April 2010
Volume 51, Issue 13
ARVO Annual Meeting Abstract  |   April 2010
Ten Year Trends and Current Activity Profile of Fluoroquinolones Among Ocular Isolates of S. aureus and S. epidermidis - Results From TSN® Surveillance
Author Affiliations & Notes
  • C. M. Pillar
    Eurofins Medinet, Chantilly, Virginia
  • M. K. Torres
    Eurofins Medinet, Chantilly, Virginia
  • D. F. Sahm
    Eurofins Medinet, Chantilly, Virginia
  • Footnotes
    Commercial Relationships  C.M. Pillar, Bausch and Lomb, C; M.K. Torres, Bausch and Lomb, C; D.F. Sahm, Bausch and Lomb, C.
  • Footnotes
    Support  This study was supported by Bausch and Lomb
Investigative Ophthalmology & Visual Science April 2010, Vol.51, 2412. doi:
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      C. M. Pillar, M. K. Torres, D. F. Sahm; Ten Year Trends and Current Activity Profile of Fluoroquinolones Among Ocular Isolates of S. aureus and S. epidermidis - Results From TSN® Surveillance. Invest. Ophthalmol. Vis. Sci. 2010;51(13):2412.

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      © ARVO (1962-2015); The Authors (2016-present)

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Purpose: : As ocular infections are generally treated empirically, it is important to understand the current activity profile of commonly utilized agents against primary ocular pathogens and to detect patterns of resistance. The Surveillance Network (TSN), an electronic database which collects large volumes of susceptibility testing data, allows for the monitoring and tracking of resistance trends. This study utilizes TSN data to evaluate the current fluoroquinolone (FQ) resistance trends in the US over the past 10 years among ocular isolates of S. aureus and S. epidermidis.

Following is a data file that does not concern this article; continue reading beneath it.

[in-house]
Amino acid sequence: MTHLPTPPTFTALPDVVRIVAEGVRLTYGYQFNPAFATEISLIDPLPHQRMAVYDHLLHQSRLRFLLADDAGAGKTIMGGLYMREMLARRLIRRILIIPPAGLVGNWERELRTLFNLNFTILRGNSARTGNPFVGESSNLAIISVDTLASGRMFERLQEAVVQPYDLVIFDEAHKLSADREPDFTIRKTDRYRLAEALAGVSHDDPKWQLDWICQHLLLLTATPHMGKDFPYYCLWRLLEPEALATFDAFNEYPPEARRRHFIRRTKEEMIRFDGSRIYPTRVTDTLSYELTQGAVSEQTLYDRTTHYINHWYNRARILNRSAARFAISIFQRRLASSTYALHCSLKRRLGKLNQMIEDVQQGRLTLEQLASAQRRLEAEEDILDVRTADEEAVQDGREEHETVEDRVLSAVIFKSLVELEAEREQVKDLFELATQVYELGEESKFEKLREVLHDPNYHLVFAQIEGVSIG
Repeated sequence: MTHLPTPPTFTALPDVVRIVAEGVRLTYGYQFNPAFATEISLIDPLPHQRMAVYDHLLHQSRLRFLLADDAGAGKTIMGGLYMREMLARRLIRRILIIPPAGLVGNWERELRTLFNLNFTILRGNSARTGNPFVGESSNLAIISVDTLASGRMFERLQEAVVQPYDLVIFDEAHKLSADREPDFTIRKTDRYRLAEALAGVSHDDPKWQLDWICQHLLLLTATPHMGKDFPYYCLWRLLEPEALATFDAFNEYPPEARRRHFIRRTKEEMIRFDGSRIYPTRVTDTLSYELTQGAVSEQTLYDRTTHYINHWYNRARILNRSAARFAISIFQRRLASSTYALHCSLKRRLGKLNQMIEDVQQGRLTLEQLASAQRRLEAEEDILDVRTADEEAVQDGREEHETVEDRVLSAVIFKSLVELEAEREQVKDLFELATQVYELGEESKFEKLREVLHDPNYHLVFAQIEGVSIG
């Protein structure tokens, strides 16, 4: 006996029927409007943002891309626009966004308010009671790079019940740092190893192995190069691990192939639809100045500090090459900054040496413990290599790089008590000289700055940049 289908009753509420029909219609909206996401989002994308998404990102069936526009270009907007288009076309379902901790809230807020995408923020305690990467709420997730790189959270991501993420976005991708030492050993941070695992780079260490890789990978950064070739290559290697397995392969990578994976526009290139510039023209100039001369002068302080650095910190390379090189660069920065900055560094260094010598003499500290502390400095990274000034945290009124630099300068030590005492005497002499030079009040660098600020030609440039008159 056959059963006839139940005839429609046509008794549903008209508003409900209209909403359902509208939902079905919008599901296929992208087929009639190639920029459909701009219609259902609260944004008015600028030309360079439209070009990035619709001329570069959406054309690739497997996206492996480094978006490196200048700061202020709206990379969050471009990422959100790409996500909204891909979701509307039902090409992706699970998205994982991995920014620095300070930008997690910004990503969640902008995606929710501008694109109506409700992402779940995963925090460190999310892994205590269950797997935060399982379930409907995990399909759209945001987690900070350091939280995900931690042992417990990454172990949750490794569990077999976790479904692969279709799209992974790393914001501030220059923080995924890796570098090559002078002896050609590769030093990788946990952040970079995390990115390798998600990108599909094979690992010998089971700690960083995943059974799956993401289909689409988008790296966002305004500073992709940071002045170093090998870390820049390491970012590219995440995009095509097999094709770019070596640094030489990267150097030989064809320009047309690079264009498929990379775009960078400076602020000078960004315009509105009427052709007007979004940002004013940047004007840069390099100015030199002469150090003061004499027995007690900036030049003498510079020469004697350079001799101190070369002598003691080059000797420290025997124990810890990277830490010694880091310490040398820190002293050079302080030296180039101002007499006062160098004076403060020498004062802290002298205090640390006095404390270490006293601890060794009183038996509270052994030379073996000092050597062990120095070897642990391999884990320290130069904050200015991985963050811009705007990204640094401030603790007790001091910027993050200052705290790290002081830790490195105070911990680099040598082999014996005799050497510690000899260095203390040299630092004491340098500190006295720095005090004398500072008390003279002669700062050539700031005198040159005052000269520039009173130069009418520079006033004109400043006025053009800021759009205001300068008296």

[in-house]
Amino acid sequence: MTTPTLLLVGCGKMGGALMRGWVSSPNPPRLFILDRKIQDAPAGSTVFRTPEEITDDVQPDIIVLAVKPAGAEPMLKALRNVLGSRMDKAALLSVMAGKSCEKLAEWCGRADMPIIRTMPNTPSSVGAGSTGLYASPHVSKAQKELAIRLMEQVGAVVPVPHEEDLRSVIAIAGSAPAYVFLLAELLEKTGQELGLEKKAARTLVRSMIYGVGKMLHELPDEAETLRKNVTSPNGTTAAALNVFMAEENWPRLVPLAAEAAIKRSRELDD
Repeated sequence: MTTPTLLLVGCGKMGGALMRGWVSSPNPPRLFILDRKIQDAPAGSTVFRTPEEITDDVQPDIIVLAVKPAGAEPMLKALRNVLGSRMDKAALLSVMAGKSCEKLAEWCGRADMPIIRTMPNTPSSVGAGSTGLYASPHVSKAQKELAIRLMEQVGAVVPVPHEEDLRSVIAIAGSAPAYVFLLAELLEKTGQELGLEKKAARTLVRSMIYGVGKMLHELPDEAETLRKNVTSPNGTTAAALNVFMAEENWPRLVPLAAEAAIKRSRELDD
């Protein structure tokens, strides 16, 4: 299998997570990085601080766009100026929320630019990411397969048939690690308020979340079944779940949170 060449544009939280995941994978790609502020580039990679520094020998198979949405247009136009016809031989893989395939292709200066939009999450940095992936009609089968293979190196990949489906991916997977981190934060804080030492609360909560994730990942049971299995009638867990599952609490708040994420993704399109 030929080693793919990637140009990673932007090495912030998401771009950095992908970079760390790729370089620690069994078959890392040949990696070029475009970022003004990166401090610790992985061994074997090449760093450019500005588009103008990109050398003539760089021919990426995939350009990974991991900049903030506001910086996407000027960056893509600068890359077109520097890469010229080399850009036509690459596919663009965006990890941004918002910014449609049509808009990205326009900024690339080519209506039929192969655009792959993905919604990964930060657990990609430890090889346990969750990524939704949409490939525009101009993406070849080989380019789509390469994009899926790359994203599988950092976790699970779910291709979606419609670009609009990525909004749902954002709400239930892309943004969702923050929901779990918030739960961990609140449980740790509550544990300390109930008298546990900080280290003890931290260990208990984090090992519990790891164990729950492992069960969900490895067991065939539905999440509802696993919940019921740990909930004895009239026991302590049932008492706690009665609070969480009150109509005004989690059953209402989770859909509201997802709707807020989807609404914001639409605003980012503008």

Methods: : Susceptibility data as reported for >150 US clinical laboratories for oxacillin (OXA), ciprofloxacin (CIP), levofloxacin (LVX), gatifloxacin (GAT), and moxifloxacin (MXF) on >20,000 ocular S. aureus and >2,000 ocular S. epidermidis collected from 1999-2009 were evaluated. Interpretive resistance (R) criteria were defined based on breakpoints for systemic agents.

Results: : Among ocular S. aureus, methicillin resistance(MRSA) based on OXA MICs (N=21,896) has steadily increased from 25% in 1999 to over 45% in 2008. Resistance to CIP (N=12,480) and LVX (N=14,086) increased 10% from 1999-2002 and has fluctuated between 27% and 38% from 2002-2008. Among ocular S. epidermidis, methicillin resistance (MRSE) based on OXA MICs (N=2,195) ranged between 62% and 72% across the evaluated time period, with resistance to CIP (N=1,738) and LVX (N=1,607) increasing 20% from 2000-2004 and resistance in 2008 of 37% and 52% for CIP and LVX, respectively. Currently (2006-2009), ocular MRSA are 59%R to MXF (N=1,020), 64%R to CIP (N=1,444), 69%R to LVX (N=2,162) and 72%R to GAT (N=733), while ocular MRSE are 53%R to CIP (N=274), 57%R to MXF (N=92), 65%R to GAT (N=91), and 75%R to LVX (N=305).

Conclusions: : Over time, there has been a steady increase in MRSA among ocular isolates in the US, with a substantial proportion of ocular MRSE across the evaluated period. Among ocular MRSA/MRSE, resistance to currently utilized FQs was common. As MRSA and MRSE are prevalent among ocular isolates, it is important to consider the potency of empiric ocular agents against these specific resistant subpopulations.

Keywords: Staphylococcus • clinical (human) or epidemiologic studies: prevalence/incidence • antibiotics/antifungals/antiparasitics 

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